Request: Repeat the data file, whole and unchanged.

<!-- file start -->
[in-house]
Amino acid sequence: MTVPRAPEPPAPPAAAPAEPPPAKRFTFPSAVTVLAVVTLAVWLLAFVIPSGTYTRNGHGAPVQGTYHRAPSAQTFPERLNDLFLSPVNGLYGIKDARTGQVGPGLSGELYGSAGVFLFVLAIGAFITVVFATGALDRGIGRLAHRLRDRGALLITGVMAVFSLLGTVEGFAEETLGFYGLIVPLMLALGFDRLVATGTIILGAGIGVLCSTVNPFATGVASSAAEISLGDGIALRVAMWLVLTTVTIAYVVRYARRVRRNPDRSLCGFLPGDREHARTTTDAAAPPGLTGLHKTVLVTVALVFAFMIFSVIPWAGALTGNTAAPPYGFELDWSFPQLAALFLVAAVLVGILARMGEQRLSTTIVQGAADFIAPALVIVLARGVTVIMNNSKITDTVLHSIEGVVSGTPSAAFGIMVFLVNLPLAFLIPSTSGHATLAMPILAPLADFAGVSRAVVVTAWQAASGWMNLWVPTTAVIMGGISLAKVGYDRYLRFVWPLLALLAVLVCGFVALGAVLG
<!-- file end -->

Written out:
[in-house]
Amino acid sequence: MTVPRAPEPPAPPAAAPAEPPPAKRFTFPSAVTVLAVVTLAVWLLAFVIPSGTYTRNGHGAPVQGTYHRAPSAQTFPERLNDLFLSPVNGLYGIKDARTGQVGPGLSGELYGSAGVFLFVLAIGAFITVVFATGALDRGIGRLAHRLRDRGALLITGVMAVFSLLGTVEGFAEETLGFYGLIVPLMLALGFDRLVATGTIILGAGIGVLCSTVNPFATGVASSAAEISLGDGIALRVAMWLVLTTVTIAYVVRYARRVRRNPDRSLCGFLPGDREHARTTTDAAAPPGLTGLHKTVLVTVALVFAFMIFSVIPWAGALTGNTAAPPYGFELDWSFPQLAALFLVAAVLVGILARMGEQRLSTTIVQGAADFIAPALVIVLARGVTVIMNNSKITDTVLHSIEGVVSGTPSAAFGIMVFLVNLPLAFLIPSTSGHATLAMPILAPLADFAGVSRAVVVTAWQAASGWMNLWVPTTAVIMGGISLAKVGYDRYLRFVWPLLALLAVLVCGFVALGAVLG